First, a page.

Accused of Selling Vote Raising Taxes For Political Gain
MALDONADO VOTED TO RAISE TAXES BY NEARLY $13 BILLION

Maldonado’s Opposition to a Gas Tax Led to Lost Revenue Being Replaced by Federal Stimulus Monies and Increased Income Taxes on all Income Brackets. According to Sacramento Bee, Capitol Alert, “Leaders also agreed to Maldonado’s demand to eliminate the 12-cent additional gas tax, which was estimated to have brought in $2.1 billion through June 2010. As part of the changes, a 5 percent surtax on income taxes will be replaced by a 0.25 percent boost in each income-tax bracket. That increases the state’s highest income tax rate from 9.3 percent to 9.55 percent (actually 10.55 percent for millionaires with the Proposition 63 mental-health tax). If the state receives at least $10 billion in federal stimulus money, that surcharge would drop to 0.125 percent. The new formula would raise about $400 million more in income taxes than the previous proposal. The rest of the lost gas-tax revenues will be replaced by federal stimulus money and $600 million to $700 million in Schwarzenegger line-item vetoes. ‘Right when we’re trying to move California forward, people are paying more in gasoline, and I made a request,’ Maldonado said.” [Sacramento Bee, Capitol Alert, 2/19/09] Budget Compromise Included $12.8 Billion in Tax Increases. According to San Jose Mercury News, “The breakthrough, after more than five full days of sometimes round-the-clock negotiations in the Legislature, came around 1 a.m. when Senate Democrats agreed to meet the key demands of GOP Sen. Abel Maldonado in exchange for his vote to support $14 billion in temporary tax increases. The deal pushed the budget plan over the two-thirds threshold it needed to pass. At the last minute, the tax hike was reduced to $12.8 billion by eliminating a 12-cents-per-gallon excise on gasoline that Maldonado had opposed funding that will be made up with California’s share of federal economic stimulus money.” [San Jose Mercury News, 2/18/09]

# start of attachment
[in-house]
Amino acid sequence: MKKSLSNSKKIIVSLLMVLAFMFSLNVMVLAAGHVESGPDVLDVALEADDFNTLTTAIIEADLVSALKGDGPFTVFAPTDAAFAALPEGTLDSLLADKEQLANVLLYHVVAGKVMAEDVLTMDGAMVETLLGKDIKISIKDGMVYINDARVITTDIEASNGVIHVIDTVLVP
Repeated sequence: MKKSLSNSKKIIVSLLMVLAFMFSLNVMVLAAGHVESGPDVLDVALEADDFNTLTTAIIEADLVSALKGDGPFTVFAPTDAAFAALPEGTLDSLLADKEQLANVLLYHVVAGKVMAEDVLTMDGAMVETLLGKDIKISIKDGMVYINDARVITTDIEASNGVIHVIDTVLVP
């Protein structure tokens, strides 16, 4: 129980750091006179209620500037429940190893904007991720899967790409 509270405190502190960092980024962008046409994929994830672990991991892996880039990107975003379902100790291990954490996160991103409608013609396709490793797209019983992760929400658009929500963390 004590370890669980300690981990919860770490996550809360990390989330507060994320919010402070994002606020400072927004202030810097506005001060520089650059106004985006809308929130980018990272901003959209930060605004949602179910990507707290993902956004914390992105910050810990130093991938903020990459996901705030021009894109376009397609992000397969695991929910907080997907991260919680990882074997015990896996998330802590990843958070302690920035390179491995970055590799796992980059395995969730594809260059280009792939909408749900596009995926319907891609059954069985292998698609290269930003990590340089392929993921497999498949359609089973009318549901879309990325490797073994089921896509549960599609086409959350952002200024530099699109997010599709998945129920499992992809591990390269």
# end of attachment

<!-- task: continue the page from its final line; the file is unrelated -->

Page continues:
Maldonado Broke Americans for Tax Reform Pledge, Criticized by Grover Norquist
Americans for Tax Reform: Maldonado Voted for Largest State Tax Increase in U.S. History. In June 2012, Americans for Tax Reform issued a press release titled “Abel Maldonado Voted For Largest State Tax Increase in U.S. History.” They wrote, “Congressional candidate Abel Maldonado is no friend of taxpayers. Not only has Maldonado refused to sign the Taxpayer Protection Pledge for his CA-24 race, he betrayed voters by violating his written commitment to them to ‘oppose any and all tax hikes’ as a state legislator. In 2009, Maldonado cast the deciding vote for a $13 billion tax hike. Although the former State Senator and Lieutenant Governor may have the talking points of a Republican candidate, he is far from a supporter of limited government and pro-growth economic policies.” [Americans for Tax Reform Press Release, 6/1/12] Americans for Tax Reform Awarded Maldonado Its “Richard Rich Backstabber Award” for His Vote for 2009 Tax Increase. In June 2012, Americans for Tax Reform issued a press release titled “Abel Maldonado Voted For Largest State Tax Increase in U.S. History.” They wrote, “Under the facade of “compromise,” Maldonado stood with Sacramento special interests and against Californians. For that, Americans for Tax Reform awarded him the ‘Richard Rich Backstabber Award’ for what he did to taxpayers.” [Americans for Tax Reform Press Release, 6/1/12]